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Letters of Ted Hughes Hardcover – November 1, 2007


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Editorial Reviews

Review

No other English poet's letters, not even Keats's, unparalleled as they are, take us so intimately into the wellsprings of his own art. (JOHN CAREY, The Sunday Times) --This text refers to an out of print or unavailable edition of this title.

About the Author

Christopher Reid has written a number of poetry books, including For and After (2003) and Mr Mouth (2006). From 1991 to 1999, he was Poetry Editor at Faber and Faber, working with Ted Hughes on such books as Tales from Ovid and Birthday Letters. In 2007, he was appointed Professor of Creative Writing at the University of Hull.
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Product Details

  • Hardcover: 784 pages
  • Publisher: Faber & Faber (November 1, 2007)
  • Language: English
  • ISBN-10: 0571221386
  • ISBN-13: 978-0571221387
  • Product Dimensions: 6.5 x 1.4 x 9.5 inches
  • Shipping Weight: 2.3 pounds
  • Average Customer Review: 4.8 out of 5 stars  See all reviews (4 customer reviews)
  • Amazon Best Sellers Rank: #4,937,971 in Books (See Top 100 in Books)

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25 of 25 people found the following review helpful By Peter K. Steinberg on December 9, 2008
Format: Hardcover
Just as Sylvia Plath's journals and letters home construct an autobiography of her, The Letters of Ted Hughes form a partial autobiography of him. The poems in Crow changed the way I viewed him as a poet; and Nick Gammage's The Epic Poise changed the way I viewed him as a man. These letters continue to evolve the image of Ted Hughes, which frankly had nowhere to go but up. Occasionally I asked myself, "Should I be reading these?", just as I ask myself that same question when I regularly read Plath's journals and letters. But the answer is always, "Yes."

This book, the first of its kind for a man who was known to be a very private person, further opens Ted Hughes. Similarly, in some way, to those "raw and unguarded" Birthday Letters. When Hughes sold his archive to Atlanta, he allowed for the demolition of that private wall he had built up around him. His archives are open in Atlanta, and another will be in the coming year in London, allowing further access into his life and his mind. Perhaps these letters, selected and edited by Christopher Reid, are not as candid as his private journals are, but over the many decades of Hugheses writing life, these letters show many phases of this controversial man. They make for fascinating reading and remind me of what a good writer he was. Throughout the book, Hughes constantly looks back and what had had done - creatively - and talks about what he should (or could) have done. I wonder if his late confession that writing and publishing Birthday Letters really did free him? Being on this end of the creative process allows for a unique perspective into Hugheses writing habits, publishing habits, etc. We're on the outside looking in; while at the same time on the inside looking out.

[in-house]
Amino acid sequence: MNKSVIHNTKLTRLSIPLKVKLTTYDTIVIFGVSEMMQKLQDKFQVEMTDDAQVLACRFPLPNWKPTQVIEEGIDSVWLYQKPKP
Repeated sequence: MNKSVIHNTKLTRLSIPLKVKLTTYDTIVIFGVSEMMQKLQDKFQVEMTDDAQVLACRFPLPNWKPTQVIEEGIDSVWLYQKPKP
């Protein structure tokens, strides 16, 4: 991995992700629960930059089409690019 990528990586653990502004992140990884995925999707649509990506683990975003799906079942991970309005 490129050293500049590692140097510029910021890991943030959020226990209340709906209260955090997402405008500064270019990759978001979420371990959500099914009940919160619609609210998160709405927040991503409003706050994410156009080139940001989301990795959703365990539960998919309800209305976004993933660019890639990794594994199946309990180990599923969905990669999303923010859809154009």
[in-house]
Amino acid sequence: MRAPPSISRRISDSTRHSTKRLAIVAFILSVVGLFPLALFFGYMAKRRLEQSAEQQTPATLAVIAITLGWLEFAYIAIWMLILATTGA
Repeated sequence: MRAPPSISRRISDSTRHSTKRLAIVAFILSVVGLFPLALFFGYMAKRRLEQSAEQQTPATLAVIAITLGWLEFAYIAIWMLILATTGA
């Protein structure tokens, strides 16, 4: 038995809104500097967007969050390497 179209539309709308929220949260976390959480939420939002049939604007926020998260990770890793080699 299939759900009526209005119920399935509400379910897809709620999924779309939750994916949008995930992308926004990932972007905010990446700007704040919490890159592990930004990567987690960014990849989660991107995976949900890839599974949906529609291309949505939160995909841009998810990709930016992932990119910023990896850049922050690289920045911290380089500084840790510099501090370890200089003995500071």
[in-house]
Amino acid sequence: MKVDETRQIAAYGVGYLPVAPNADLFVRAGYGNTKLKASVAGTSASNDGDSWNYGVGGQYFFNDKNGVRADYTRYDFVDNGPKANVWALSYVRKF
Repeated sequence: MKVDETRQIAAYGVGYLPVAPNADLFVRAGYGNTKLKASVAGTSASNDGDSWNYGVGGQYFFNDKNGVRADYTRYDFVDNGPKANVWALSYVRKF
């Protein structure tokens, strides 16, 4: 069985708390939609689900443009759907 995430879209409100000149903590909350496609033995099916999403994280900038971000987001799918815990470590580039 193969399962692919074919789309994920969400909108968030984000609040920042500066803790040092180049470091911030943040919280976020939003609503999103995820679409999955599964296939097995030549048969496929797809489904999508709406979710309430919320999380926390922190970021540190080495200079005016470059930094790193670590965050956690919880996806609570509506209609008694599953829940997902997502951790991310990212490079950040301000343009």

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14 of 15 people found the following review helpful By Michael Salcman on January 12, 2009
Format: Hardcover
The first draft of history (i.e. journalism) has not been kind to Ted Hughes, but he has little to worry about. When the Complete Poems came out, the review in Poetry magazine made the plausible argument that Hughes is the greatest poet in English since Shakespeare. In addition to a controversial book on the man he called Shakes, Hughes wrote more than 40 volumes of poetry, criticism, stage and radio plays, classical translations, children's books, and anthologies. In the years since his death, complete editions of his efforts in many of these disciplines have appeared, in England first and in the US subsequently. Now we are presented with a Selected Letters by his editor Christopher Reid; these have been chosen from more than 3000 written with great verve and intensity to a number of close friends, fans, students, and any number of the great and famous. It is an astonishing book.

For poets and writers not poisoned by the views of American feminists who have thoroughly martyrized his first wife, the letters provide an opportunity to truly hear the intimate voice of a special artist and eavesdrop on the British literary milieu in which he conducted himself with honor and trepidation. T.S. Eliot, Auden, Spender, Larkin, the Royals, and Heaney all make an appearance. His love of and advocacy for the work of his first wife and for the Israeli poet Yehuda Amichai are striking. Americans on the scene include Leonard Baskin, the distinguished printmaker who collaborated on many books with Hughes, W.S. Merwin, especially during his years in England, with references to Donald Hall and Galway Kinnell. The emphasis on the English scene is understandable given the treatment Hughes experienced at the hands of Americans; much of his life is insular and rural to a shocking degree.
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5 of 5 people found the following review helpful By Carl Rollyson on March 24, 2012
Format: Hardcover Verified Purchase
I don't suppose the publisher would have stood for printing all of Ted Hughes's letters, but if you have worked in the Hughes and Sylvia Plath archives, as I have done, you regret that certain letters do not make their appearance in this volume. Nevertheless, for both readers of Plath and Hughes, there is much here to excite interest and reflection. The previous Plath biographies lack Hughes's voice at crucial points, and these published letters help fill the gap.
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Format: Hardcover Verified Purchase
It is an example of how letters can portray the days in the life of such a talented and creative writer.
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